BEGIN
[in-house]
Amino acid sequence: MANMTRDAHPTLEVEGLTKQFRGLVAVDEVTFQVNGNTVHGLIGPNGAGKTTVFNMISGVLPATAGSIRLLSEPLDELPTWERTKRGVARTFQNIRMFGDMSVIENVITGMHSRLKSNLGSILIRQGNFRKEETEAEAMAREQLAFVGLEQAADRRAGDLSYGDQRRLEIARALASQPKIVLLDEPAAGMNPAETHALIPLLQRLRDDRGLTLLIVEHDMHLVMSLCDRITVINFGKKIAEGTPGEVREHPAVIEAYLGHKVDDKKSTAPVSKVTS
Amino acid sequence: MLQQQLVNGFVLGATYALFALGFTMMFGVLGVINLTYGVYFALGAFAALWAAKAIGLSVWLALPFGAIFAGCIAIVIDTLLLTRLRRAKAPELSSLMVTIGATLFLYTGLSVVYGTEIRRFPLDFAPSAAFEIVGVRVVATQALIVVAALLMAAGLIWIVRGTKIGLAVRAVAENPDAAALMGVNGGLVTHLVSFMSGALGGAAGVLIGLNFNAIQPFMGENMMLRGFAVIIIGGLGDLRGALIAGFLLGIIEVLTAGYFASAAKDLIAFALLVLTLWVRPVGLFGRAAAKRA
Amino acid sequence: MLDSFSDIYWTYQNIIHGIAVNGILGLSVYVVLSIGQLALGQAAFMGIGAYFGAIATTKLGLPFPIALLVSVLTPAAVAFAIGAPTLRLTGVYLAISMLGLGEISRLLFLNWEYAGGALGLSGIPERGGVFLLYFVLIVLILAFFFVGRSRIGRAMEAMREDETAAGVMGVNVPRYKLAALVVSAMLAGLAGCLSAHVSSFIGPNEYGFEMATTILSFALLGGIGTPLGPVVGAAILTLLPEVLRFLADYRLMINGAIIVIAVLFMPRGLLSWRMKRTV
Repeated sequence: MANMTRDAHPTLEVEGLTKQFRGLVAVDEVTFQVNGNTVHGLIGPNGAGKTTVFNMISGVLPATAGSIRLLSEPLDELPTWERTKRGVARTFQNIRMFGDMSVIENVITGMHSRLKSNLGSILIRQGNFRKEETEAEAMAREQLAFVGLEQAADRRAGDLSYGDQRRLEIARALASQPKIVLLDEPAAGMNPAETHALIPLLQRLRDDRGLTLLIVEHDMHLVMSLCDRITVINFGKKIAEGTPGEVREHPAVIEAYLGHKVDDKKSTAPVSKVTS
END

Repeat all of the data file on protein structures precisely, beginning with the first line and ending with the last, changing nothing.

[in-house]
Amino acid sequence: MANMTRDAHPTLEVEGLTKQFRGLVAVDEVTFQVNGNTVHGLIGPNGAGKTTVFNMISGVLPATAGSIRLLSEPLDELPTWERTKRGVARTFQNIRMFGDMSVIENVITGMHSRLKSNLGSILIRQGNFRKEETEAEAMAREQLAFVGLEQAADRRAGDLSYGDQRRLEIARALASQPKIVLLDEPAAGMNPAETHALIPLLQRLRDDRGLTLLIVEHDMHLVMSLCDRITVINFGKKIAEGTPGEVREHPAVIEAYLGHKVDDKKSTAPVSKVTS
Amino acid sequence: MLQQQLVNGFVLGATYALFALGFTMMFGVLGVINLTYGVYFALGAFAALWAAKAIGLSVWLALPFGAIFAGCIAIVIDTLLLTRLRRAKAPELSSLMVTIGATLFLYTGLSVVYGTEIRRFPLDFAPSAAFEIVGVRVVATQALIVVAALLMAAGLIWIVRGTKIGLAVRAVAENPDAAALMGVNGGLVTHLVSFMSGALGGAAGVLIGLNFNAIQPFMGENMMLRGFAVIIIGGLGDLRGALIAGFLLGIIEVLTAGYFASAAKDLIAFALLVLTLWVRPVGLFGRAAAKRA
Amino acid sequence: MLDSFSDIYWTYQNIIHGIAVNGILGLSVYVVLSIGQLALGQAAFMGIGAYFGAIATTKLGLPFPIALLVSVLTPAAVAFAIGAPTLRLTGVYLAISMLGLGEISRLLFLNWEYAGGALGLSGIPERGGVFLLYFVLIVLILAFFFVGRSRIGRAMEAMREDETAAGVMGVNVPRYKLAALVVSAMLAGLAGCLSAHVSSFIGPNEYGFEMATTILSFALLGGIGTPLGPVVGAAILTLLPEVLRFLADYRLMINGAIIVIAVLFMPRGLLSWRMKRTV
Repeated sequence: MANMTRDAHPTLEVEGLTKQFRGLVAVDEVTFQVNGNTVHGLIGPNGAGKTTVFNMISGVLPATAGSIRLLSEPLDELPTWERTKRGVARTFQNIRMFGDMSVIENVITGMHSRLKSNLGSILIRQGNFRKEETEAEAMAREQLAFVGLEQAADRRAGDLSYGDQRRLEIARALASQPKIVLLDEPAAGMNPAETHALIPLLQRLRDDRGLTLLIVEHDMHLVMSLCDRITVINFGKKIAEGTPGEVREHPAVIEAYLGHKVDDKKSTAPVSKVTS